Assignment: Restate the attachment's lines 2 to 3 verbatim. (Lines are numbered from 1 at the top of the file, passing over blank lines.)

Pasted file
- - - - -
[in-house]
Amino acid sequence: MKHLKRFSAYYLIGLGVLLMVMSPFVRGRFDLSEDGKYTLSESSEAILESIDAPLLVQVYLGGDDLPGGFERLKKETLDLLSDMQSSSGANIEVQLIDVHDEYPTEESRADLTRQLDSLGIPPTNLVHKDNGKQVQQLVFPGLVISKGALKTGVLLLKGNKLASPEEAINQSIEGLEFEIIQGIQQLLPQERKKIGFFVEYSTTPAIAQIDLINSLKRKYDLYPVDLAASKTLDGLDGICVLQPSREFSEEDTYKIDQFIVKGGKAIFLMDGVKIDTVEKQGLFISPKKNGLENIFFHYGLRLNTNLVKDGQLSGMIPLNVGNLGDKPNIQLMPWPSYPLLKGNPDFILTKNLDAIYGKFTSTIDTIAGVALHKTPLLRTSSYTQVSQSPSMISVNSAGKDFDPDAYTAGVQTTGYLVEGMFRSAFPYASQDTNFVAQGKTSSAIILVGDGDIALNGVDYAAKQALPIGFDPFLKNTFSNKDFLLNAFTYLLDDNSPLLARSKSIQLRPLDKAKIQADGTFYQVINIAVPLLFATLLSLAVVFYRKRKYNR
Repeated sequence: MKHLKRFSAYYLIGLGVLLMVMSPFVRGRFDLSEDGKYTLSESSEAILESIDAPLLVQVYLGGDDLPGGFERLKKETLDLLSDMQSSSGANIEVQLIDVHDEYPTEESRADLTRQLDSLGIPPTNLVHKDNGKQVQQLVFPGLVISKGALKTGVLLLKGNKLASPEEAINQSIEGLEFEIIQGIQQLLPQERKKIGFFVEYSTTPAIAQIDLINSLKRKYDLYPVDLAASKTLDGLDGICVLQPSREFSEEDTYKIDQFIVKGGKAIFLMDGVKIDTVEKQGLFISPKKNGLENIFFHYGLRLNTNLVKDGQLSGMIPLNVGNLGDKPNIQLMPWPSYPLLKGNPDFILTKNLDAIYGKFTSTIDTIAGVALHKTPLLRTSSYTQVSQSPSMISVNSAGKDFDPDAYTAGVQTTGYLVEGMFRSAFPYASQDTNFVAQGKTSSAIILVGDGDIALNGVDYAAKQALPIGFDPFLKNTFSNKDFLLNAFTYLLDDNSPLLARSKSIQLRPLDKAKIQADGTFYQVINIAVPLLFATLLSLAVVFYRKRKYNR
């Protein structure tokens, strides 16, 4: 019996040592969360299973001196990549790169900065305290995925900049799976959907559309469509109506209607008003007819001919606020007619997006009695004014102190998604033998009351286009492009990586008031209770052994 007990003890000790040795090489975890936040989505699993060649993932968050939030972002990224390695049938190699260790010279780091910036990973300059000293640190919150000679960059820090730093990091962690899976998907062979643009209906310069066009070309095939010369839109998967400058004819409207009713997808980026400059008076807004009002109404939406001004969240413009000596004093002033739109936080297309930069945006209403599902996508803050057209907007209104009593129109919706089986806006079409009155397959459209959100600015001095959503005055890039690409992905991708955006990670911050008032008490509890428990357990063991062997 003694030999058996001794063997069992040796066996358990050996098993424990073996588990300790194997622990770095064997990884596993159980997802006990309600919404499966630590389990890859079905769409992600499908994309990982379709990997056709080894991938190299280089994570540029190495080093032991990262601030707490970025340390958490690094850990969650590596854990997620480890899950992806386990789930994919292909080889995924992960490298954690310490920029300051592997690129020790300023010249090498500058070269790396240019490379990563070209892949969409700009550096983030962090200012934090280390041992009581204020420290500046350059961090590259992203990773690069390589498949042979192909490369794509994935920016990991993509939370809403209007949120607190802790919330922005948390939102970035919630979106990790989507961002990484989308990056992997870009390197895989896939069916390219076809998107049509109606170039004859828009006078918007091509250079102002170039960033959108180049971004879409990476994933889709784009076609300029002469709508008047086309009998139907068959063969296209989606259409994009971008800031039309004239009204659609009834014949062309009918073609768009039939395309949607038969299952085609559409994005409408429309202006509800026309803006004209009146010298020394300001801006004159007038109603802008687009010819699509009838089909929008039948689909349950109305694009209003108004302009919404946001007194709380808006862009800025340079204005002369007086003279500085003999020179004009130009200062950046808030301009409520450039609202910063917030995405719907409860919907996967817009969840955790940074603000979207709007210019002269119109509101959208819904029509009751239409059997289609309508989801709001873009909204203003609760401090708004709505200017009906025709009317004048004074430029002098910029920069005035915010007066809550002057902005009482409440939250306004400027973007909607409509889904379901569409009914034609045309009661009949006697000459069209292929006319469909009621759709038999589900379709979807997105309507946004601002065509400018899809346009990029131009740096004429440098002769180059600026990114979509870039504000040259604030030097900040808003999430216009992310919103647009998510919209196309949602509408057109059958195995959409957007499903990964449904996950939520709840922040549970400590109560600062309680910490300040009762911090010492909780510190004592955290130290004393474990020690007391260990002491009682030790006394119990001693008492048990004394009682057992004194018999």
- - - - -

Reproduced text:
Amino acid sequence: MKHLKRFSAYYLIGLGVLLMVMSPFVRGRFDLSEDGKYTLSESSEAILESIDAPLLVQVYLGGDDLPGGFERLKKETLDLLSDMQSSSGANIEVQLIDVHDEYPTEESRADLTRQLDSLGIPPTNLVHKDNGKQVQQLVFPGLVISKGALKTGVLLLKGNKLASPEEAINQSIEGLEFEIIQGIQQLLPQERKKIGFFVEYSTTPAIAQIDLINSLKRKYDLYPVDLAASKTLDGLDGICVLQPSREFSEEDTYKIDQFIVKGGKAIFLMDGVKIDTVEKQGLFISPKKNGLENIFFHYGLRLNTNLVKDGQLSGMIPLNVGNLGDKPNIQLMPWPSYPLLKGNPDFILTKNLDAIYGKFTSTIDTIAGVALHKTPLLRTSSYTQVSQSPSMISVNSAGKDFDPDAYTAGVQTTGYLVEGMFRSAFPYASQDTNFVAQGKTSSAIILVGDGDIALNGVDYAAKQALPIGFDPFLKNTFSNKDFLLNAFTYLLDDNSPLLARSKSIQLRPLDKAKIQADGTFYQVINIAVPLLFATLLSLAVVFYRKRKYNR
Repeated sequence: MKHLKRFSAYYLIGLGVLLMVMSPFVRGRFDLSEDGKYTLSESSEAILESIDAPLLVQVYLGGDDLPGGFERLKKETLDLLSDMQSSSGANIEVQLIDVHDEYPTEESRADLTRQLDSLGIPPTNLVHKDNGKQVQQLVFPGLVISKGALKTGVLLLKGNKLASPEEAINQSIEGLEFEIIQGIQQLLPQERKKIGFFVEYSTTPAIAQIDLINSLKRKYDLYPVDLAASKTLDGLDGICVLQPSREFSEEDTYKIDQFIVKGGKAIFLMDGVKIDTVEKQGLFISPKKNGLENIFFHYGLRLNTNLVKDGQLSGMIPLNVGNLGDKPNIQLMPWPSYPLLKGNPDFILTKNLDAIYGKFTSTIDTIAGVALHKTPLLRTSSYTQVSQSPSMISVNSAGKDFDPDAYTAGVQTTGYLVEGMFRSAFPYASQDTNFVAQGKTSSAIILVGDGDIALNGVDYAAKQALPIGFDPFLKNTFSNKDFLLNAFTYLLDDNSPLLARSKSIQLRPLDKAKIQADGTFYQVINIAVPLLFATLLSLAVVFYRKRKYNR